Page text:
Friday, August 9, 2013

1 Chronicles 3:1-5:26


The books of Chronicles were written for Judahites who had returned to their homeland from their exile in Babylon. So, after 538 BCE, maybe as late as 400 BCE. Chapter 3 lists the descendants of kings David and Solomon, that is, the dynastic kings of Judah. Athaliah, Judah's one queen, (2 Kings 11) is not included in the list. She was not descended from David. She didn't reign long and wasn't any good, anyway. Some of the monarchs are given different names than the ones recorded in the books of Kings.

1 Chronicles 3:22 poses an interesting problem:

The son of Shecaniah: Shemaiah. And the sons of Shemaiah: Hattush, Igal, Bariah, Neariah, and Shaphat, six.

What's wrong here? There are only five sons named, not six. I've written elsewhere that a doctrine of biblical inerrancy is useless because we don't have any inerrant Bibles. So, there you go.

Chapter 4 lists the descendants of Judah and Simeon. Judah's family tree includes the only reference in the Bible to a certain Jabez. Jabez prayed:

Jabez was honored more than his brothers; and his mother named him Jabez saying, "Because I bore him in pain."Jabez called on the God of Israel, saying, "Oh that you would bless me and enlarge my border, and that your hand might be with me, and that you would keep me from hurt and harm!" And God granted what he asked. (1 Chronicles 4:9-10)

Jabez wouldn't be worth mentioning at all except that a book, The Prayer of Jabez, became a bestseller a few years ago. I haven't read it but I understand that it promises blessings to those who say Jabez's prayer every day for 30 days. This seems to me a rather mechanistic view of God. Say the right words, perform the proper actions, get what you want. I don't believe that God works this way. I did, however, like the T-shirt that said:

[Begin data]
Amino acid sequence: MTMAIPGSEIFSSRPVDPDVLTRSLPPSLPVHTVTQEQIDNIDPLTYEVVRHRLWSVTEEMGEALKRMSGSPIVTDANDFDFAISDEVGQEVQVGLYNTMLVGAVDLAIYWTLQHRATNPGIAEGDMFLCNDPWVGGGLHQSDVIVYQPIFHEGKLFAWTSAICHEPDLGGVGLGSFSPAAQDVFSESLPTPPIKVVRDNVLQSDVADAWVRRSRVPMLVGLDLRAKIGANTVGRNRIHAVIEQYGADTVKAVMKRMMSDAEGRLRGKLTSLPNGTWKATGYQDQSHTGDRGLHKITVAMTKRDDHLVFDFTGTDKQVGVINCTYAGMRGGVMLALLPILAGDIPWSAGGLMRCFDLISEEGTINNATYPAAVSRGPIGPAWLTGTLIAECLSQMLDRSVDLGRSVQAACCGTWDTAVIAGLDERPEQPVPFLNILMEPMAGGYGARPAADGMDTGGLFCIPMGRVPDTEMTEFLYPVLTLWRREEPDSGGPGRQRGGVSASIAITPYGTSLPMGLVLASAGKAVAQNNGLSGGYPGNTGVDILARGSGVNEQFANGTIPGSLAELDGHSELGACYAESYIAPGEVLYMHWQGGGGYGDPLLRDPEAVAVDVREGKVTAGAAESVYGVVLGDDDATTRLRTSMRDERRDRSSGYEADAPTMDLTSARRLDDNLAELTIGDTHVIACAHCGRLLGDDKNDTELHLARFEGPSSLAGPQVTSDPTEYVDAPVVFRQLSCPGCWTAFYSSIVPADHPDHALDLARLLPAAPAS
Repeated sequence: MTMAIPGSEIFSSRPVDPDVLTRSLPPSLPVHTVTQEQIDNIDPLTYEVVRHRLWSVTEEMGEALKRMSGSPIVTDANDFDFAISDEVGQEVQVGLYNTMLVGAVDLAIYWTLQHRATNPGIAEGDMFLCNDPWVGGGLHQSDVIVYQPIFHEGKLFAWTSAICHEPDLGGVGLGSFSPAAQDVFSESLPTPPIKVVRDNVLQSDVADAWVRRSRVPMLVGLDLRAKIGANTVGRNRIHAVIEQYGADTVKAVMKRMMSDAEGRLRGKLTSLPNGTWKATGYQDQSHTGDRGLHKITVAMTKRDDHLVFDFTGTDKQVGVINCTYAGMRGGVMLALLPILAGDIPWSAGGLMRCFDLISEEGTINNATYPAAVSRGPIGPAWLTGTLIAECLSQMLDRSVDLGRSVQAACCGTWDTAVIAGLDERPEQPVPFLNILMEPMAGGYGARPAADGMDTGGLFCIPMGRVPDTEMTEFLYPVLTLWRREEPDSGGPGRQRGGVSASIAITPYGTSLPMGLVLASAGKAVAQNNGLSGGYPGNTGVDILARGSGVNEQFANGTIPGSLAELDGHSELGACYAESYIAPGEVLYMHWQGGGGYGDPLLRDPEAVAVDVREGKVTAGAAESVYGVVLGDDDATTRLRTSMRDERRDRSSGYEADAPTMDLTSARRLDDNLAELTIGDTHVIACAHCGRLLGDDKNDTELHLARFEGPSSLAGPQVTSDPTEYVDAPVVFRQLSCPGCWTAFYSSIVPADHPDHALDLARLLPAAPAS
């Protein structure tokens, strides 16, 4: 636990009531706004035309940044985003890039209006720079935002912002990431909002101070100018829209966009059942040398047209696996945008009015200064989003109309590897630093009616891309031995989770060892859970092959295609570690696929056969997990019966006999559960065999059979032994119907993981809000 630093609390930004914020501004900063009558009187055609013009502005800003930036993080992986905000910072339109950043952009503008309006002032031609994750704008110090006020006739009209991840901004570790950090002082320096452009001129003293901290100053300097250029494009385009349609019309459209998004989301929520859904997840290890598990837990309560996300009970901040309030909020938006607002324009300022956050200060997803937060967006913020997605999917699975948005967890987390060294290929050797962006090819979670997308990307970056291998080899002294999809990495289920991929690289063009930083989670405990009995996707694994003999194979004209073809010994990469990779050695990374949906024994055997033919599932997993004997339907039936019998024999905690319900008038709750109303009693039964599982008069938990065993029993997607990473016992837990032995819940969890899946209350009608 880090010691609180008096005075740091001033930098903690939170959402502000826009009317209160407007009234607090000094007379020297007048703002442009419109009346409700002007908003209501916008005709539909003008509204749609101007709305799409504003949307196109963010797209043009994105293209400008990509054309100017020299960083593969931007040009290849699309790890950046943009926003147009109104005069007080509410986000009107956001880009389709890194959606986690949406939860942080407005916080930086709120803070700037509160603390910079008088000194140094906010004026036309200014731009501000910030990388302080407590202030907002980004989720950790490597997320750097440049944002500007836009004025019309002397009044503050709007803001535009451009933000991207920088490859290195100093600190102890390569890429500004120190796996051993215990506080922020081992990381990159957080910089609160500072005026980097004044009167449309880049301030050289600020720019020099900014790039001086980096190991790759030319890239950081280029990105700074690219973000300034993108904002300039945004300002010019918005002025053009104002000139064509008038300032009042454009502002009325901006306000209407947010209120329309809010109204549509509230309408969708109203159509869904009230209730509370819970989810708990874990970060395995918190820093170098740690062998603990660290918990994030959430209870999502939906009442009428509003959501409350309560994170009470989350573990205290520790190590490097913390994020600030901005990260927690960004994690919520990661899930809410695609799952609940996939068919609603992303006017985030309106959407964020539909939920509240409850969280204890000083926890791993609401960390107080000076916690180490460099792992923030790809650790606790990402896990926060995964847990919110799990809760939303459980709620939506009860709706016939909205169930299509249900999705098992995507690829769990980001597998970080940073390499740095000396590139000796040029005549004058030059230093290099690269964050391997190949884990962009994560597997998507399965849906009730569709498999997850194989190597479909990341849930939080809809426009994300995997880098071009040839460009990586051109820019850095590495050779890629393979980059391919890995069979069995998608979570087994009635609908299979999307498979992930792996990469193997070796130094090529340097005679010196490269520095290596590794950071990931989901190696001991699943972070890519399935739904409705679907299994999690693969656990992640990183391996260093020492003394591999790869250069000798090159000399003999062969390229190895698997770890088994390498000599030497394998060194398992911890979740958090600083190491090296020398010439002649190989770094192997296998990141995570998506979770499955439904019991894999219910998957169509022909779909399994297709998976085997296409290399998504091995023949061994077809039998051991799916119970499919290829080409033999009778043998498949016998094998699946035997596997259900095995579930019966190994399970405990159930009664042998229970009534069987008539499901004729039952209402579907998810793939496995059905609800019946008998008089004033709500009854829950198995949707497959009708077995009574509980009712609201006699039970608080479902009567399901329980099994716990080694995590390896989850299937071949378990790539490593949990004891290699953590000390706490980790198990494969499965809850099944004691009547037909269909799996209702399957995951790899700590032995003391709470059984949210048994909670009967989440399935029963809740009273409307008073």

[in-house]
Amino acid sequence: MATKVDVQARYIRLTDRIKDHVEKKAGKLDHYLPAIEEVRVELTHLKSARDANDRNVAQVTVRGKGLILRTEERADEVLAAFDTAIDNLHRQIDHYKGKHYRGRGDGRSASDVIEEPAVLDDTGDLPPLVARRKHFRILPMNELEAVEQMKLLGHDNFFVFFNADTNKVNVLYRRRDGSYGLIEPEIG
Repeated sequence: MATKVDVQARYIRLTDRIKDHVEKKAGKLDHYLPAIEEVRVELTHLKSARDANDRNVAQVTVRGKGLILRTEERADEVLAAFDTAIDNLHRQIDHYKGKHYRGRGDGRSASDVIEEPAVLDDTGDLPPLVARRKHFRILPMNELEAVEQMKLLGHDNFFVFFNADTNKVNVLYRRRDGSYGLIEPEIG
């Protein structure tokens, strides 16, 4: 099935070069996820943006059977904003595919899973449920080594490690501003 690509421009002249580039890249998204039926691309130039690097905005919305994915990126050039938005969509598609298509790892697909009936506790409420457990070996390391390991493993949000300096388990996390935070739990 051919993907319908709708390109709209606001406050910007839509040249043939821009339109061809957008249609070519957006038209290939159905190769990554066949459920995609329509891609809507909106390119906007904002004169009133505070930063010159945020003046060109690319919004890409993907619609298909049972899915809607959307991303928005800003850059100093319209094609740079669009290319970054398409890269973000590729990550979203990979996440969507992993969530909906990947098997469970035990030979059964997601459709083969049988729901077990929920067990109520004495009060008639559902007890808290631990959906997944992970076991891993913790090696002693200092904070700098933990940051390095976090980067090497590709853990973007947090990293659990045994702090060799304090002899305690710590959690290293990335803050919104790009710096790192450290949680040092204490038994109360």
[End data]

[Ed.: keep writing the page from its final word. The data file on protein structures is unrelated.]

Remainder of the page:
I prayed the prayer of Jabez for 30 days and all I got was this lousy shirt.

That and the "Left Behind" boxer shorts made me giggle like a schoolgirl.

The name "Jabez" means, or sounds like the Hebrew word for, "pain." I think the Chronicler includes this prayer, not as a model for believers to follow, but as a way to counteract Jabez's unfortunate name.

Chapter 5 deals with the two and a half Israelite tribes that settled in the Transjordan: Reuben, Gad, and 1/2 Manasseh. God punishes their infidelities.

The stained glass window depicted above graphically shows the descendants of Jesse, the father of David. His sons literally grow from a branch sprouting from Jesse's loins. I found the photo at this website.

Scripture quotes in this post are taken from the New Revised Standard Version.

Next: 1 Chronicles 6

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